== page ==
Another thing that impresses me about the Sig is its ability to change calibers and sizes easily with a caliber exchange kit. So I can change my 40 S&W into a 9mm, .357 sig, 45 ACP, or .380 ACP. The change over looks really easy too and can be done in under a minute with no tools. Also the kits are not registered as a gun so I can get them without going through an FFL which is a big cost saver. A con though is the kits seem to be pretty pricey and sometimes you almost wonder if it would be cheaper to buy another gun. So for now I’m just watching ebay for some used kits to see what time will turn up.
One annoying thing I have noticed about the Sig is that the magazine release tends to stick and jab you if you carry under the waist band. Perhaps, better positioning of the gun can fix this, but it does seem a bit painful at times.
So which one will be my primary carry? The Sig. Why?
.40 S & W (It just seems like a better round then the 9mm)
It feels good in my hands
I am confident in how it shoots
It has a 3 round advantage to the PF9 (barring a mag extension)
I’ll still use the PF9 just not as much. Each gun has something its better at so its about learning which is best for each situation.
One of the other things I was missing from my CVA kit was a side plate. So I made one!
To start off with I went through my Track Of The Wolf catalog until I found a side plate I liked. Handily, their parts have life sized pictures. Then I traced over the side plate and used carbon paper to transfer its outline to a piece of paper.
After I had a good outline that seemed to fit well on the stock I cut it out of a piece of steel then started grinding to a closer fit. In the picture here the plate is still a bit too big. After I drilled the holes in the plate I further trimmed it some to make it fit nicely.
I choose to use steel over the traditional brass for one main reason. I didn’t have any sheets of brass laying around, but I did have steel laying around. Some guns were actually build using steel hardware so its actually not fully incorrect historically. Most importantly, it was good practice for me in building a plate that is the proper size.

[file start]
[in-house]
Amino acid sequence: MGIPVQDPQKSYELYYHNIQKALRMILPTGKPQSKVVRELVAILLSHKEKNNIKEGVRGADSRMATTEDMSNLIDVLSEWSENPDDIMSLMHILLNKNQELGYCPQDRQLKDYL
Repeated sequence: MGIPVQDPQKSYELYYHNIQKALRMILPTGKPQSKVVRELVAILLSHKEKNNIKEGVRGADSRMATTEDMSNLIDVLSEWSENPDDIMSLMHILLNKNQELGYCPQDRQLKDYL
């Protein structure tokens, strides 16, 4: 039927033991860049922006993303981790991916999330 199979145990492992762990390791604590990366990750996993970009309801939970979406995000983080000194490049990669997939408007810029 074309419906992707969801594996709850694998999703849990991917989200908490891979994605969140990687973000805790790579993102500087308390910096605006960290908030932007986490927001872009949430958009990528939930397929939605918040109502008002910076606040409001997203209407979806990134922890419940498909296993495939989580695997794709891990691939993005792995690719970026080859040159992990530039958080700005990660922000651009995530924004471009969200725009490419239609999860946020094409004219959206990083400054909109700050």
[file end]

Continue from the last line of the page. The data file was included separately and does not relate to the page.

Many times I have worked on one of my guns and had a tight screw… Often times that goes bad and I end up messing up a the screw and have an ugly head to look at there after. Other times I get my impact driver out which sometimes works, but once I broke a bit doing that.
Well, my problem is that my screwdrivers have slanted edges, but the screw’s head is a straight slot. After doing some looking around online I found the Chapman 9600 Gunsmith Screwdriver kit. It has bits in it that have straight edges instead of the slanted edges found on most screw drivers.
Another nice feature in this Chapman set is their midget wrench which supposedly allows you to apply up to 200 lbs of torque. According to the instructions those 200 lbs is enough force to break some of the bits in the set. They also included a nice chart of showing each bit and at what torque each bit breaks.
All in all I was very impressed with the kit and how much thought the Chapman company seemed to put into their product. I tried it on one of my screws on my Siler lock and it seemed to work well.